As this New York Knicks season winds down, fans are taking inventory of the development of their young, rebuilding roster in 2018-19.
While names like Kevin Knox and Mitchell Robinson - two of the team's key future pieces - dominated most of this attention, there's another component of this rebuild that needs to be examined.
Little can be drawn from the win column in what's essentially a tanking season, but we can still dig into head coach David Fizdale's first year at the reins and the job he's done building a culture and foundations for a winning roster.
On paper, Fizdale was never given a roster that he could really build a specialized scheme around. Pieces were moved around right from the jump, there was no star like Kristaps Porzingis out there to center everything around and it was important for a lot of the younger players to get their reps.
Fizdale took this all into account building his offense, more of a free-flowing reads approach vs. structured, set plays take.
This has given a lot of freedom to whoever was on the court, a major boon for growing the young core's ability to make on-the-fly reads and create offense without a play being called. The obvious downside here is the roster wasn't very good and didn't produce very good results, but that was to be expected.
Another problem was the lack of an on-court identity. It was hard to figure out what the Knicks were trying to do on offense, other than "score," of course.
The real concern was a lack of trying out creative things for some of these neophytes. We don't know much about Knox yet, but we know he oozes scoring potential. Maybe run him some mid-post opportunities or get him in the high pick-and-roll more, like in Summer League?
He's found his way in the current offense, peeling off catch-and-shoot threes at will, but it would be cool to experiment with these dynamic talents, too.
Defensively, Fizdale ran a pretty standard scheme, which is necessary for a team that's lacking in both experience and defensive aptitude.
He did employ some trickery here at times, though. The Knicks will sometimes go into a zone, which has made a mini-comeback this NBA season, or trap pick-and-rolls a la Fizdale's Miami days with, let's call it, a more capable roster.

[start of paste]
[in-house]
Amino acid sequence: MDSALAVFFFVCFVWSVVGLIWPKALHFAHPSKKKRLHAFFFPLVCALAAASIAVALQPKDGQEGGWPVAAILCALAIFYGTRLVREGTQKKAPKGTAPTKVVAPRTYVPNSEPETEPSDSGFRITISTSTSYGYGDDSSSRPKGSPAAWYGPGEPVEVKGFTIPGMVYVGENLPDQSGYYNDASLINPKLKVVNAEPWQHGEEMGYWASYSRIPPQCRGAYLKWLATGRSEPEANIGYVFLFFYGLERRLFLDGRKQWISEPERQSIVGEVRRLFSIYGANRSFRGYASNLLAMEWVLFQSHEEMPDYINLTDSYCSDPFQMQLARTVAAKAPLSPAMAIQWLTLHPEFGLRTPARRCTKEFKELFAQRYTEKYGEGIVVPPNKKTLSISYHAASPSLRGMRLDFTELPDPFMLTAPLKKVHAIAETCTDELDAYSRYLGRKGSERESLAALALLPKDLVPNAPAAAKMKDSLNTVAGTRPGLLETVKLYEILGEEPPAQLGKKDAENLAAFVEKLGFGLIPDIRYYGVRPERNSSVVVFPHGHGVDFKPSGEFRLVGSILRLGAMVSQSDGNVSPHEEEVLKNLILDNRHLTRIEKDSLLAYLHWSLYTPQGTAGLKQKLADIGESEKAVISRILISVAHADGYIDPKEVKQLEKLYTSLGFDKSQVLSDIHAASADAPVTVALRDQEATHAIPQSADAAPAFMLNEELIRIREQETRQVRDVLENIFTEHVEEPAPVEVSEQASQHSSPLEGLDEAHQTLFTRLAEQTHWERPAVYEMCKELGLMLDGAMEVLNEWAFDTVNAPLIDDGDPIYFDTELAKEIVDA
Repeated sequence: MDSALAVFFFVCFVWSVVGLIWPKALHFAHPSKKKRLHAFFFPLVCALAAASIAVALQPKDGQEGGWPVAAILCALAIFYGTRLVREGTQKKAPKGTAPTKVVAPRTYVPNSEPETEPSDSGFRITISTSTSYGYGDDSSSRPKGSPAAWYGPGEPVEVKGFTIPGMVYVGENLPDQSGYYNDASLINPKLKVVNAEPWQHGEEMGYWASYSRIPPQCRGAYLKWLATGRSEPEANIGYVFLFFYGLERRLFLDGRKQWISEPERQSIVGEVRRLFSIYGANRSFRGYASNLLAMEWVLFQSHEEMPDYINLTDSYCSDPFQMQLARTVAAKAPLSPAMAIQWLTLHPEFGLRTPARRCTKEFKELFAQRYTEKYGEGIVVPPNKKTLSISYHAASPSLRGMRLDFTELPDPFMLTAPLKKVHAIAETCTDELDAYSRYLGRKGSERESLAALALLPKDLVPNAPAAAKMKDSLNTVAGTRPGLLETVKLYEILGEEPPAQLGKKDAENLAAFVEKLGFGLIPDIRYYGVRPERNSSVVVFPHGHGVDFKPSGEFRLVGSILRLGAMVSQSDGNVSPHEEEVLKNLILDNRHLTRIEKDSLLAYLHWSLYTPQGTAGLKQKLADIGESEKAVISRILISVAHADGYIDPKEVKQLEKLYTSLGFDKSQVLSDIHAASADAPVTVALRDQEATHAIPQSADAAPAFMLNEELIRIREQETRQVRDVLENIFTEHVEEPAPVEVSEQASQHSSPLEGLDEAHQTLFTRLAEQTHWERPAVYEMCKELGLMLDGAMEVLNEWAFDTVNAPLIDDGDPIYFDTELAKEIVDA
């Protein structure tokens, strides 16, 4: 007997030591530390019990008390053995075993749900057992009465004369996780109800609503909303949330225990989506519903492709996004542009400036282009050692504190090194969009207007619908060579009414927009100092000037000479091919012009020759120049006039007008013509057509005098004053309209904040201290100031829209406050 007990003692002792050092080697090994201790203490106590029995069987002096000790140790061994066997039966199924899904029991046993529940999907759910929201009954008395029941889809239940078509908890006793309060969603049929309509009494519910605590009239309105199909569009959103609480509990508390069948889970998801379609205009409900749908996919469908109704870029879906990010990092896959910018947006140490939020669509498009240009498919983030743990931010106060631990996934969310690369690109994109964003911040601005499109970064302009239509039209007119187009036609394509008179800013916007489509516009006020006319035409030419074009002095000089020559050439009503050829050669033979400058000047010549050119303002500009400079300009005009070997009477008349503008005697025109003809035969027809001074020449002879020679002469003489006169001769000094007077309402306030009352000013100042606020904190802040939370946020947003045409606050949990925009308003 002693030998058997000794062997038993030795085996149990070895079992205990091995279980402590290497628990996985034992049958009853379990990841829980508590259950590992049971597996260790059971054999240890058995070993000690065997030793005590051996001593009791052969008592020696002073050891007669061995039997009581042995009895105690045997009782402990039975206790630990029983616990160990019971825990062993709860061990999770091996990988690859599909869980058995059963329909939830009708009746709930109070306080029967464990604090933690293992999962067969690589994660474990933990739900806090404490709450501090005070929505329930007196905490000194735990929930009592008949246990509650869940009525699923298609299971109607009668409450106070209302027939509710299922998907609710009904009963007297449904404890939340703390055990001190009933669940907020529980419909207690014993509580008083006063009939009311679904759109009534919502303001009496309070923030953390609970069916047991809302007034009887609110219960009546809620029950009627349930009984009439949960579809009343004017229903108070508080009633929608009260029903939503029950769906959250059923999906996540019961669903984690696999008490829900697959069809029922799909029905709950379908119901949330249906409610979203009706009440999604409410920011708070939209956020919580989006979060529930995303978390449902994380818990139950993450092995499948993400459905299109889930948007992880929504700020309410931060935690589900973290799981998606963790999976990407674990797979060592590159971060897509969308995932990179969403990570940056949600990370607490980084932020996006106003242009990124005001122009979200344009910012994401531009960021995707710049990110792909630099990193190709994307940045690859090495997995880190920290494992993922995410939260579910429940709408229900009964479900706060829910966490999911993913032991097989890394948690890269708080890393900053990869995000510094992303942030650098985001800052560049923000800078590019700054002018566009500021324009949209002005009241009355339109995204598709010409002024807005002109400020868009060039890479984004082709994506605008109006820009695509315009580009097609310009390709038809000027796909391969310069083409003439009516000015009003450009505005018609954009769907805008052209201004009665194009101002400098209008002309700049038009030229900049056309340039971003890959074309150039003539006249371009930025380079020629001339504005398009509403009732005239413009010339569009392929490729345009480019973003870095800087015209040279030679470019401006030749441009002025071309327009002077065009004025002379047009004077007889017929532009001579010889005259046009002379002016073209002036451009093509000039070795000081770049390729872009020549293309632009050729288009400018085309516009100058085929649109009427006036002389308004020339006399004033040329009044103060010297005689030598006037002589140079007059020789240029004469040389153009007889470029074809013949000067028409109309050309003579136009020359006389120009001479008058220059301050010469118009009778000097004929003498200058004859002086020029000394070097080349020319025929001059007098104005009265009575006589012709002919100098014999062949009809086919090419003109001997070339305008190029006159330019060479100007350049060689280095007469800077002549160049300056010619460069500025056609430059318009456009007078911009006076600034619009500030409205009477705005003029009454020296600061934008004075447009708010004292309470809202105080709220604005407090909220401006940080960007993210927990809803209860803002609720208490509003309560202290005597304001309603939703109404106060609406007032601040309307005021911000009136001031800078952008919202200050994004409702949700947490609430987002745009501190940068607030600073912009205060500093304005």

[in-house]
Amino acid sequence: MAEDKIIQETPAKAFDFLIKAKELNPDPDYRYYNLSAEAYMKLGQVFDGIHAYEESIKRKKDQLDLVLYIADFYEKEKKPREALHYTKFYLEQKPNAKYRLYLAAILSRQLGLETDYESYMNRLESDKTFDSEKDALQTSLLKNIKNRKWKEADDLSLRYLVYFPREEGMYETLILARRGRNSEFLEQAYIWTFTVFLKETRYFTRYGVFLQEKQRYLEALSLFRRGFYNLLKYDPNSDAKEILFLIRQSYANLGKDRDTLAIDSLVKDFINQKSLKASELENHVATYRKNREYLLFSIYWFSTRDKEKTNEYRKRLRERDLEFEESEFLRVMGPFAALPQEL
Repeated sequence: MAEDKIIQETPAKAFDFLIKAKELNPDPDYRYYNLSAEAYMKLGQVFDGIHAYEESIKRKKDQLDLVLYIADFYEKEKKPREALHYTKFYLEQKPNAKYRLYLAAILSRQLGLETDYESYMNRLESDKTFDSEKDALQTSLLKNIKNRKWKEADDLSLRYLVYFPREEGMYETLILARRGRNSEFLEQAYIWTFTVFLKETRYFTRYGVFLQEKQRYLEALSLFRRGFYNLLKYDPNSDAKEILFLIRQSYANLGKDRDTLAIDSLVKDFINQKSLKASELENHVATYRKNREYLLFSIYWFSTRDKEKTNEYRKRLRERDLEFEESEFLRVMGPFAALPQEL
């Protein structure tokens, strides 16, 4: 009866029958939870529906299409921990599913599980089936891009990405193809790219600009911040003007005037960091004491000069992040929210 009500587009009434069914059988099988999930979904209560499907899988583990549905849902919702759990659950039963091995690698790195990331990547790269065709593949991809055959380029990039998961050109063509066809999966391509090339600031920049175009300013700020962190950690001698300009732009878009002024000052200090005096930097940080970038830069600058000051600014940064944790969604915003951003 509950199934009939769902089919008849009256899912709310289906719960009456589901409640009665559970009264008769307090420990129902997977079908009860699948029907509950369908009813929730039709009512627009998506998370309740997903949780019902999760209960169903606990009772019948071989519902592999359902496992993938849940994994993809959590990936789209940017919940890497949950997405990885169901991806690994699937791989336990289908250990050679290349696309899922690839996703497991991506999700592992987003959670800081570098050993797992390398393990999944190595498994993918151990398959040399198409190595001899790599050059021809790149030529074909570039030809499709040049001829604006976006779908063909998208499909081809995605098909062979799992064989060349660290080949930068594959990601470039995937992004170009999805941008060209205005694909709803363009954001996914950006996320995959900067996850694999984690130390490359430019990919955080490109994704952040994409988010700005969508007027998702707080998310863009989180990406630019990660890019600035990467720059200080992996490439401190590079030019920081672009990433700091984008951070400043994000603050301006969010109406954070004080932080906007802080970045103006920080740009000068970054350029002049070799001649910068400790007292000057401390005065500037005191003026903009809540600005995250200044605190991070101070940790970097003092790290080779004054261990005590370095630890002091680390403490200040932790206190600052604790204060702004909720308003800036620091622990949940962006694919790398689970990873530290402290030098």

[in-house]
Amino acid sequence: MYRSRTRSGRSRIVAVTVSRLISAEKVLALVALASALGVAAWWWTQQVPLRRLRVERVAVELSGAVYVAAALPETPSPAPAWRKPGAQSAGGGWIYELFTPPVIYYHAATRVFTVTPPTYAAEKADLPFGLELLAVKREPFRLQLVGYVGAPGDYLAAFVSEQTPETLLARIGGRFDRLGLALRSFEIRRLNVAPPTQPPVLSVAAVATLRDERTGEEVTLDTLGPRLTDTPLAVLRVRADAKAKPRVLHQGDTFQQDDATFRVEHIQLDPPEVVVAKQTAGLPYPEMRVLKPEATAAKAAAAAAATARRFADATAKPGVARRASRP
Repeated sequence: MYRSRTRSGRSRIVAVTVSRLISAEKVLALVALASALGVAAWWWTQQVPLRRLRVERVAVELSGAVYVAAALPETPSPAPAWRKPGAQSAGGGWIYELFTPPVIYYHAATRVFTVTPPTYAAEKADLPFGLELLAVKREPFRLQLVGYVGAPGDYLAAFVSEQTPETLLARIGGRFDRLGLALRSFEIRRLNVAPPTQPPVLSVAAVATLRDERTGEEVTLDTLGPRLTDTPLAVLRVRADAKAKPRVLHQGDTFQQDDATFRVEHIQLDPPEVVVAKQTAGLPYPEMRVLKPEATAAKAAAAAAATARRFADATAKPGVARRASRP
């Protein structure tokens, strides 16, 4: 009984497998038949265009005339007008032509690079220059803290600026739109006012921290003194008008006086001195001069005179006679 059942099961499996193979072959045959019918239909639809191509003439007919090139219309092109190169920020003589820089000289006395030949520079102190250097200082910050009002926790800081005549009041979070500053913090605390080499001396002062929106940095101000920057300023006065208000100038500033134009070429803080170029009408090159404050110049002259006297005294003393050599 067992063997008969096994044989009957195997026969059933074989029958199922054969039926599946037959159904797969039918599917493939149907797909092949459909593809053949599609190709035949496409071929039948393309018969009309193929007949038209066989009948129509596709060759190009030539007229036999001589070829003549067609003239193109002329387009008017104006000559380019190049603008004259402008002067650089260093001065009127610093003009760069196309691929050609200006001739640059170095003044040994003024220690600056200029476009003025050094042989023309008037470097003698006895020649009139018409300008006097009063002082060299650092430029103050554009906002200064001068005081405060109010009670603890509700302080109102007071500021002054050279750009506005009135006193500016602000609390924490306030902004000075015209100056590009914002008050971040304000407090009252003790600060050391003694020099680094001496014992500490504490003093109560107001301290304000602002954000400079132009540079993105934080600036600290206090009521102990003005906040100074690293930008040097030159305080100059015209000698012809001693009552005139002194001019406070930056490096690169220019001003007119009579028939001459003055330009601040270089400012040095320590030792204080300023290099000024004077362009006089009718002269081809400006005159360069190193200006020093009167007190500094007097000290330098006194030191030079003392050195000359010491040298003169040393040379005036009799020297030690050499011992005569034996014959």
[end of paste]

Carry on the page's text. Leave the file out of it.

As far as rotations and roles go, Fizdale did a good job of getting his guys where they were comfortable. There was a point early in the season where he thought of Frank Ntilikina as an off-ball guy but that quickly changed.
Fizdale wasn't afraid to switch things up to try and find roles for guys, trust players at the end of his bench to step up or focus on getting the younger players minutes even if it meant not letting veterans get their due.
Obviously this caused some friction between him and Enes Kanter and culture was Fizdale's biggest focus over X's-and-O's this season.
But Kanter didn't handle the situation well and isn't afraid to be vocal, even if it hurts the team.
This was a miniscule blip compared to coach-player feuds of Knicks teams prior. A shakier relationship would be Fizdale and Ntilikina's.
The point guard clearly hasn't met expectations, but trust issues could be an obstacle. While other raw prospects were given room to make errors and learn from them, Ntilikina lost his starting job and was even benched for multiple games.
Ntilikina wasn't the only one.
Fizdale used the benching and DNP as a motivating tool for Damyean Dotson and Noah Vonleh as well. Many of these guys responded well, but it's not an especially common move for modern-day NBA coaches.
It may not even last beyond this season if the Knicks acquire some legitimate NBA talent. Fizdale never buries someone for good or applies one of these benchings over nothing, so it can be argued as fair, but it's a toss-up as to the effectiveness of the strategy.
On a broader view of the culture, things are looking up. Even in the doldrums of February with a historic losing streak on the books, teammates are supportive of each other and relatively upbeat.
Little things like the entire bench getting up to high-five their teammates after a nice run are often overlooked when they die by the wayside amid all the losses, but it's important to note that hasn't happened with these Knicks.
The effort has slipped at times, especially on defense, but for the most part they all want to be here and have something to prove. The ones who don't, or at least are vague about it, get dealt. Sorry, Porzingis.
Perhaps Fizdale's finest move for culture and on-court development has been pairing Robinson with DeAndre Jordan.
There were murmurs about a buyout and it seemed like the logical thing to do for a tanking team, but Jordan's impact has already been felt judging by Robinson's play as of late.
Having a guy who's played under Doc Rivers, with Chris Paul and deep into the playoffs mentor arguably your top prospect is a heady investment.
Fizdale knows better than anybody that it's not about this season, it's about the ones to come.